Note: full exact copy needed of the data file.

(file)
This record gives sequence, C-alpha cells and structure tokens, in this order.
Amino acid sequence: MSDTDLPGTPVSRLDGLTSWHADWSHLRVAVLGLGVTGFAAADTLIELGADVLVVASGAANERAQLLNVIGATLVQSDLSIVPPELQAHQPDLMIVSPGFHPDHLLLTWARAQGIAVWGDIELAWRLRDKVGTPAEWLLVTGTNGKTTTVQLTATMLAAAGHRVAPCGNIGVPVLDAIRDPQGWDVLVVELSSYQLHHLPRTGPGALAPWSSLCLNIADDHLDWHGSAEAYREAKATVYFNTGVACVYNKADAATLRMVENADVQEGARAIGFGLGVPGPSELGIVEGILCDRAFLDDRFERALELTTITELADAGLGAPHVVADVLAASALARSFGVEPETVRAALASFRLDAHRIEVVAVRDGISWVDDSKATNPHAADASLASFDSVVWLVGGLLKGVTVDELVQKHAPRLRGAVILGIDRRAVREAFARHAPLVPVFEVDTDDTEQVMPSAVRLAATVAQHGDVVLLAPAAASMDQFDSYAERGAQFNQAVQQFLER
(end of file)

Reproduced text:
This record gives sequence, C-alpha cells and structure tokens, in this order.
Amino acid sequence: MSDTDLPGTPVSRLDGLTSWHADWSHLRVAVLGLGVTGFAAADTLIELGADVLVVASGAANERAQLLNVIGATLVQSDLSIVPPELQAHQPDLMIVSPGFHPDHLLLTWARAQGIAVWGDIELAWRLRDKVGTPAEWLLVTGTNGKTTTVQLTATMLAAAGHRVAPCGNIGVPVLDAIRDPQGWDVLVVELSSYQLHHLPRTGPGALAPWSSLCLNIADDHLDWHGSAEAYREAKATVYFNTGVACVYNKADAATLRMVENADVQEGARAIGFGLGVPGPSELGIVEGILCDRAFLDDRFERALELTTITELADAGLGAPHVVADVLAASALARSFGVEPETVRAALASFRLDAHRIEVVAVRDGISWVDDSKATNPHAADASLASFDSVVWLVGGLLKGVTVDELVQKHAPRLRGAVILGIDRRAVREAFARHAPLVPVFEVDTDDTEQVMPSAVRLAATVAQHGDVVLLAPAAASMDQFDSYAERGAQFNQAVQQFLER